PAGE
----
Among the most intriguing aspects of DocMagic's $1.2 million acquisition of eSignSystems is the relationships DocMagic now has with vendors that private label eSignSystems technology, many of whom compete with its own document preparation software.

In addition to being offered directly to end users like BNY Mellon Corporate Trust, eSignSystems' technology is widely used on a private-label basis by a variety of mortgage industry vendors. Because the transaction takes effect immediately, some of those eSignSystems private-label clients were concerned whether their existing contracts will remain in place.

"Our take at this stage in the game is we're going to have to see and understand what is going on here," said Scott Stucky, chief strategy officer at DocuTech, a doc prep vendor that's been an eSignSystems vendor-client for more than seven years. "It's minorly confusing to me because DocMagic has an e-sign platform they developed on their own. So I'm not sure if they will replace that or if there is a different strategy in place."

To assuage such concerns, DocMagic must convince eSignSystems' private-label clients that the e-sign technology they use is no more an area of competition among doc prep vendors than the brand of ballpoint pen that's used when their documents are signed in a paper-based transaction.

And according to DocMagic and eSignSystems representatives who spoke with National Mortgage News, vendors do not need to worry about their current deals with eSignSystems, as the purpose of the transaction is to provide current and future customers with more choices and better product options.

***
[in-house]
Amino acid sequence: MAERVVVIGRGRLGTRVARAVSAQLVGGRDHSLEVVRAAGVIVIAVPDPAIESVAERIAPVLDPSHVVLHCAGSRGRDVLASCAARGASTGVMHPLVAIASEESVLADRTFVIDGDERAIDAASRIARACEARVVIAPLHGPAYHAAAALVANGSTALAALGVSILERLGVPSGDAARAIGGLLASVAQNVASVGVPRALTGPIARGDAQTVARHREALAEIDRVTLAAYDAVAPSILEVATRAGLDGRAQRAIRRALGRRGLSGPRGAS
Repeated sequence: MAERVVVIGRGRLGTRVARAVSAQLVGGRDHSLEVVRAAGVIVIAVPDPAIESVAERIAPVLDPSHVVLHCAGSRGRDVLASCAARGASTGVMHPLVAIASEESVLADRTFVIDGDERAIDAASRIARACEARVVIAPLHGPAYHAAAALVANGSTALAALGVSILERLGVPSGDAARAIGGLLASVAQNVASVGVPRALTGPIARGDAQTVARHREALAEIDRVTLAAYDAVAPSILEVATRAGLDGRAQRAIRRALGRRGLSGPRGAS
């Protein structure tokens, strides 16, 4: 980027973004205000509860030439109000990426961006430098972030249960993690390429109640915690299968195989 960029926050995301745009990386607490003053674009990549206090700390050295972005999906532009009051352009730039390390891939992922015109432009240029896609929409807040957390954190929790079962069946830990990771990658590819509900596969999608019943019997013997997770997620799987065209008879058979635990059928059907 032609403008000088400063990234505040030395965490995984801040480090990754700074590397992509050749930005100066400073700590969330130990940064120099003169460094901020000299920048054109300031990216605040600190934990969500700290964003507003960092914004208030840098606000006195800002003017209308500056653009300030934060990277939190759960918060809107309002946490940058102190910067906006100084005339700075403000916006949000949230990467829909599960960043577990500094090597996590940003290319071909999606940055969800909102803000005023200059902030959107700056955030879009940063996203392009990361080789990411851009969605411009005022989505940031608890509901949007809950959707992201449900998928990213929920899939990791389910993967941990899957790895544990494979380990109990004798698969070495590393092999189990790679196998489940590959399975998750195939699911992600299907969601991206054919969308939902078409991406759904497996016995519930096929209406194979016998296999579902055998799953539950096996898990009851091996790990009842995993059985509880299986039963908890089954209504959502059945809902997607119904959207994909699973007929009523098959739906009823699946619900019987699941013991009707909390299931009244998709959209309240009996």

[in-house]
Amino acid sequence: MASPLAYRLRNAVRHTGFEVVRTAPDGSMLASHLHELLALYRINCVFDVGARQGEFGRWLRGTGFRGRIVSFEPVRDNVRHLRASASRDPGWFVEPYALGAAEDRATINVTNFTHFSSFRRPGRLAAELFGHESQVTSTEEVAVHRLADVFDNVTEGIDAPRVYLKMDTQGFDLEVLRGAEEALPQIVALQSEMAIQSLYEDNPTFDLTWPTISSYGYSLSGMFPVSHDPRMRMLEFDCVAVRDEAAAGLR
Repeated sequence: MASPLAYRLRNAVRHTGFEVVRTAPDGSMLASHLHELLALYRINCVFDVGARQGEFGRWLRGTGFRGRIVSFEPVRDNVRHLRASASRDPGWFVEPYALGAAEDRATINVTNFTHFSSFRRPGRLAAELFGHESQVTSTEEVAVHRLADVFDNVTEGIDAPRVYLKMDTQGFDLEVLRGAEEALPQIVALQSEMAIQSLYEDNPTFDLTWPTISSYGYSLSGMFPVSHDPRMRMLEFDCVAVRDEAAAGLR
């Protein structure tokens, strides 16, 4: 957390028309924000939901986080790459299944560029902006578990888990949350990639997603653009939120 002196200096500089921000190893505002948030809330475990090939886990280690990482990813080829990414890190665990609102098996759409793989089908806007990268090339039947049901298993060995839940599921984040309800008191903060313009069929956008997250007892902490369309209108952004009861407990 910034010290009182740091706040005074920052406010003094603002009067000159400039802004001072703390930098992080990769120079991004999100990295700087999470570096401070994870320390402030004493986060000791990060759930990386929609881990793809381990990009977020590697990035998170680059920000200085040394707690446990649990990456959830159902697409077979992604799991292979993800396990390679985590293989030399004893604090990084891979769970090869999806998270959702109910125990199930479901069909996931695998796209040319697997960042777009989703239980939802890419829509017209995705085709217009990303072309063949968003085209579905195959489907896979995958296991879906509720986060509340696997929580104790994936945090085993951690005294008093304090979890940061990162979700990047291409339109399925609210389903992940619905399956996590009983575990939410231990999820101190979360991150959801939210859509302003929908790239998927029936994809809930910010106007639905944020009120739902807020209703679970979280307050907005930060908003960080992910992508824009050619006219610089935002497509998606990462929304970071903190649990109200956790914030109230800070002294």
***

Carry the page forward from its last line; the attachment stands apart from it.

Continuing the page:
"When we acquired the eSignSystems assets, we agreed to take on the obligations and benefits of the contracts," said Silvia San Nicolas, strategic counsel for corporate strategy at DocMagic. "We have no plans to terminate anybody and we're very happy to have them as customers."

The e-signature and e-vault vendor was founded as SignOnline in 1999, a year before federal legislation made e-signatures legal in the U.S. Wave Systems acquired the SignOnline technology for $290,000 in October 2001. The transaction cleared the way to resolve SignOnline's then-ongoing Chapter 11 bankruptcy, according to regulatory disclosures that Wave Systems filed in 2001.

SignOnline was later renamed eSignSystems, and the vendor has provided lifecycle management of electronically signed, legally binding documents, legal contracts and digital transactions for the mortgage, banking, insurance and healthcare industries.

And while some functionality does overlap with its new owner, DocMagic's SaaS-based e-sign engine is not offered as a standalone, self-hosted platform like eSignSystem's SmartSAFE engine is, nor does DocMagic private-label its e-sign platform to third-party vendors.

Vendors that have white labeled eSignSystems' technology include loan origination system provider Ellie Mae, doc prep vendors Compliance Systems Inc. and SigniaDocs, as well as document management provider Xerox Mortgage Services.

Though eSignSystems has used its longevity to establish a commanding market share in the mortgage industry, the business became a non-strategic entity when new leadership recently took over Wave.